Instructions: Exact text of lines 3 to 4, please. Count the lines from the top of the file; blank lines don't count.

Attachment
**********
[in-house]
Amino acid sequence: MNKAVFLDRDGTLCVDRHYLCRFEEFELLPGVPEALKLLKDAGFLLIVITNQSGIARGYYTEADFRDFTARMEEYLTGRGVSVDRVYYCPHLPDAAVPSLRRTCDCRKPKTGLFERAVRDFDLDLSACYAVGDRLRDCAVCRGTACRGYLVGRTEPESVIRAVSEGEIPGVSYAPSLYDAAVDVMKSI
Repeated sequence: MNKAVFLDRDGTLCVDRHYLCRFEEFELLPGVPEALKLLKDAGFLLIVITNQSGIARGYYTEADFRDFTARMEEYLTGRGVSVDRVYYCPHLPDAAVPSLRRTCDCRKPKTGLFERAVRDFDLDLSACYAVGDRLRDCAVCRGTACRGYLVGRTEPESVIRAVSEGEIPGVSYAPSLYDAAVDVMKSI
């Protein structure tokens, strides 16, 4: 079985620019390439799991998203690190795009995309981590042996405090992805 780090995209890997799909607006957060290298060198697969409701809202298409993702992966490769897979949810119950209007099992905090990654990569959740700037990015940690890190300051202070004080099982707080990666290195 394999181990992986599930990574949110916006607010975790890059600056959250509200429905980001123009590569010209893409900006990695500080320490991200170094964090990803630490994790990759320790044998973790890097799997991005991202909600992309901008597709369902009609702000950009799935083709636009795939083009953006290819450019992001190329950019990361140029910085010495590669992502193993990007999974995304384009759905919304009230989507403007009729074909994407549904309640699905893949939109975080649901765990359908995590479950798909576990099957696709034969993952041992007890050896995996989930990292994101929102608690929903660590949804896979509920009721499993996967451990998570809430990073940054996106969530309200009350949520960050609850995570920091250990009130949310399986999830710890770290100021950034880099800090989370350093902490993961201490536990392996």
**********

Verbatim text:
Repeated sequence: MNKAVFLDRDGTLCVDRHYLCRFEEFELLPGVPEALKLLKDAGFLLIVITNQSGIARGYYTEADFRDFTARMEEYLTGRGVSVDRVYYCPHLPDAAVPSLRRTCDCRKPKTGLFERAVRDFDLDLSACYAVGDRLRDCAVCRGTACRGYLVGRTEPESVIRAVSEGEIPGVSYAPSLYDAAVDVMKSI
């Protein structure tokens, strides 16, 4: 079985620019390439799991998203690190795009995309981590042996405090992805 780090995209890997799909607006957060290298060198697969409701809202298409993702992966490769897979949810119950209007099992905090990654990569959740700037990015940690890190300051202070004080099982707080990666290195 394999181990992986599930990574949110916006607010975790890059600056959250509200429905980001123009590569010209893409900006990695500080320490991200170094964090990803630490994790990759320790044998973790890097799997991005991202909600992309901008597709369902009609702000950009799935083709636009795939083009953006290819450019992001190329950019990361140029910085010495590669992502193993990007999974995304384009759905919304009230989507403007009729074909994407549904309640699905893949939109975080649901765990359908995590479950798909576990099957696709034969993952041992007890050896995996989930990292994101929102608690929903660590949804896979509920009721499993996967451990998570809430990073940054996106969530309200009350949520960050609850995570920091250990009130949310399986999830710890770290100021950034880099800090989370350093902490993961201490536990392996």